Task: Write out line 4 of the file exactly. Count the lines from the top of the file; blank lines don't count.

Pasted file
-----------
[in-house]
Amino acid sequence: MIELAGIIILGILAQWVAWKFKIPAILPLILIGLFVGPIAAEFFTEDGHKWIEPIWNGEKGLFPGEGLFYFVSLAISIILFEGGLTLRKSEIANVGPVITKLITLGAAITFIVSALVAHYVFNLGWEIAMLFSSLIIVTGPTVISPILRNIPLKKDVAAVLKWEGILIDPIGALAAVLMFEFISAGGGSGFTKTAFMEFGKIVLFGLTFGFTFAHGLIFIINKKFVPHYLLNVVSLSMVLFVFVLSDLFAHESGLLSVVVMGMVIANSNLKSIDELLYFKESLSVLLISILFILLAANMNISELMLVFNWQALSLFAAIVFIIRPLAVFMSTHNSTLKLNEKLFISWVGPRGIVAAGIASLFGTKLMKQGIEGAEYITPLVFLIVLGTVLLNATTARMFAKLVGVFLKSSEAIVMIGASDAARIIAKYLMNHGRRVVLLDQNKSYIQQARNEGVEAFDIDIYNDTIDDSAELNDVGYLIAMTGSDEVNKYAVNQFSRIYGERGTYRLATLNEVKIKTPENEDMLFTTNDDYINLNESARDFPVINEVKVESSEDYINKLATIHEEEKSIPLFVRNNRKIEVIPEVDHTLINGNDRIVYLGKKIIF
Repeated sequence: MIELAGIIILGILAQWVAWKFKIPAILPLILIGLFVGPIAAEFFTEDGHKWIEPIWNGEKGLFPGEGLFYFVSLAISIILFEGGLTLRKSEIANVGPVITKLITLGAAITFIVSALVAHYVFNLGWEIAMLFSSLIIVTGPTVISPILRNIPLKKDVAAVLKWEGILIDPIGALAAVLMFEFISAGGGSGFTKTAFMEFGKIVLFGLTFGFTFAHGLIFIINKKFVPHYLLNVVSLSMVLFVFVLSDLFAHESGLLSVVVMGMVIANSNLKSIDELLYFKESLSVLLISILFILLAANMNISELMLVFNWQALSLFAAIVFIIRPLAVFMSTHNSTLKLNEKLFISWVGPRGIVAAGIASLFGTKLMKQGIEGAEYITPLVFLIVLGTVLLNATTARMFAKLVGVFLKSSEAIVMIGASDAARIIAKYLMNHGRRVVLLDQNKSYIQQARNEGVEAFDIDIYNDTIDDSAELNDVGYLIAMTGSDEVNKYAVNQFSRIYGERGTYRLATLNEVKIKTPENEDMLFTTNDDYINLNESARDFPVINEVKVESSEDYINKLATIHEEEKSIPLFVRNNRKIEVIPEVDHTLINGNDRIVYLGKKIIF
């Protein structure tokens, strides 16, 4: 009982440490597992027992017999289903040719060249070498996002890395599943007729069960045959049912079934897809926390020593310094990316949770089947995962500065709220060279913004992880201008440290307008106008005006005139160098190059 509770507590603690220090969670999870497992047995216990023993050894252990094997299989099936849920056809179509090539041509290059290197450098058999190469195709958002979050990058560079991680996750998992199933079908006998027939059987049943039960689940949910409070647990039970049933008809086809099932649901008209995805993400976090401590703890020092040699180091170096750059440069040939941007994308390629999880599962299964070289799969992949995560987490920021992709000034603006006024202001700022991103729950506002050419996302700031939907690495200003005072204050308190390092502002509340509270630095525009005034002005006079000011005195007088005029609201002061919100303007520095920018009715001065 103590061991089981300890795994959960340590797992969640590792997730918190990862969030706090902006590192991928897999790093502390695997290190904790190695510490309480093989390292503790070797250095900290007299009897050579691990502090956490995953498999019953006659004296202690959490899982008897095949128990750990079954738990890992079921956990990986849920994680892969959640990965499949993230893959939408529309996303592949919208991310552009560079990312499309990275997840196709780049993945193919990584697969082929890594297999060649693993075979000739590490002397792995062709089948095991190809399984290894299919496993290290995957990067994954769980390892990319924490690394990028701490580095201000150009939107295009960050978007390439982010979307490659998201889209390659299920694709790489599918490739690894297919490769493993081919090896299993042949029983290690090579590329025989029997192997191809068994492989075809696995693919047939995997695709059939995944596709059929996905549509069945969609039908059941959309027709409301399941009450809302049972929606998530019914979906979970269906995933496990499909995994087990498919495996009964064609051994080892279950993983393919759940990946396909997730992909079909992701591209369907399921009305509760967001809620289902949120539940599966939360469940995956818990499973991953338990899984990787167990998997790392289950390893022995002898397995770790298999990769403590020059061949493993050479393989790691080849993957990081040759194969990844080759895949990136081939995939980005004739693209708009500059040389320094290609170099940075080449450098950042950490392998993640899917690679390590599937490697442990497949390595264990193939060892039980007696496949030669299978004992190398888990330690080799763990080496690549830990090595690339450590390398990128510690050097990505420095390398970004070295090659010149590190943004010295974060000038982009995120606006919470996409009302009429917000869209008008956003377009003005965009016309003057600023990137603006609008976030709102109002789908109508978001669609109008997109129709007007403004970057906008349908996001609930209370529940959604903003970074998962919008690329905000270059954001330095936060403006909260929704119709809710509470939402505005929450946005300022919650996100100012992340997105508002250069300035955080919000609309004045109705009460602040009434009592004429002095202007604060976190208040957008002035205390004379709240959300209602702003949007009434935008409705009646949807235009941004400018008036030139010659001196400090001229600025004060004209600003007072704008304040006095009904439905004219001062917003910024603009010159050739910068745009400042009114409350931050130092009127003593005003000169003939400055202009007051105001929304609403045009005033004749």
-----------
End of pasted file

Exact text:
């Protein structure tokens, strides 16, 4: 009982440490597992027992017999289903040719060249070498996002890395599943007729069960045959049912079934897809926390020593310094990316949770089947995962500065709220060279913004992880201008440290307008106008005006005139160098190059 509770507590603690220090969670999870497992047995216990023993050894252990094997299989099936849920056809179509090539041509290059290197450098058999190469195709958002979050990058560079991680996750998992199933079908006998027939059987049943039960689940949910409070647990039970049933008809086809099932649901008209995805993400976090401590703890020092040699180091170096750059440069040939941007994308390629999880599962299964070289799969992949995560987490920021992709000034603006006024202001700022991103729950506002050419996302700031939907690495200003005072204050308190390092502002509340509270630095525009005034002005006079000011005195007088005029609201002061919100303007520095920018009715001065 103590061991089981300890795994959960340590797992969640590792997730918190990862969030706090902006590192991928897999790093502390695997290190904790190695510490309480093989390292503790070797250095900290007299009897050579691990502090956490995953498999019953006659004296202690959490899982008897095949128990750990079954738990890992079921956990990986849920994680892969959640990965499949993230893959939408529309996303592949919208991310552009560079990312499309990275997840196709780049993945193919990584697969082929890594297999060649693993075979000739590490002397792995062709089948095991190809399984290894299919496993290290995957990067994954769980390892990319924490690394990028701490580095201000150009939107295009960050978007390439982010979307490659998201889209390659299920694709790489599918490739690894297919490769493993081919090896299993042949029983290690090579590329025989029997192997191809068994492989075809696995693919047939995997695709059939995944596709059929996905549509069945969609039908059941959309027709409301399941009450809302049972929606998530019914979906979970269906995933496990499909995994087990498919495996009964064609051994080892279950993983393919759940990946396909997730992909079909992701591209369907399921009305509760967001809620289902949120539940599966939360469940995956818990499973991953338990899984990787167990998997790392289950390893022995002898397995770790298999990769403590020059061949493993050479393989790691080849993957990081040759194969990844080759895949990136081939995939980005004739693209708009500059040389320094290609170099940075080449450098950042950490392998993640899917690679390590599937490697442990497949390595264990193939060892039980007696496949030669299978004992190398888990330690080799763990080496690549830990090595690339450590390398990128510690050097990505420095390398970004070295090659010149590190943004010295974060000038982009995120606006919470996409009302009429917000869209008008956003377009003005965009016309003057600023990137603006609008976030709102109002789908109508978001669609109008997109129709007007403004970057906008349908996001609930209370529940959604903003970074998962919008690329905000270059954001330095936060403006909260929704119709809710509470939402505005929450946005300022919650996100100012992340997105508002250069300035955080919000609309004045109705009460602040009434009592004429002095202007604060976190208040957008002035205390004379709240959300209602702003949007009434935008409705009646949807235009941004400018008036030139010659001196400090001229600025004060004209600003007072704008304040006095009904439905004219001062917003910024603009010159050739910068745009400042009114409350931050130092009127003593005003000169003939400055202009007051105001929304609403045009005033004749």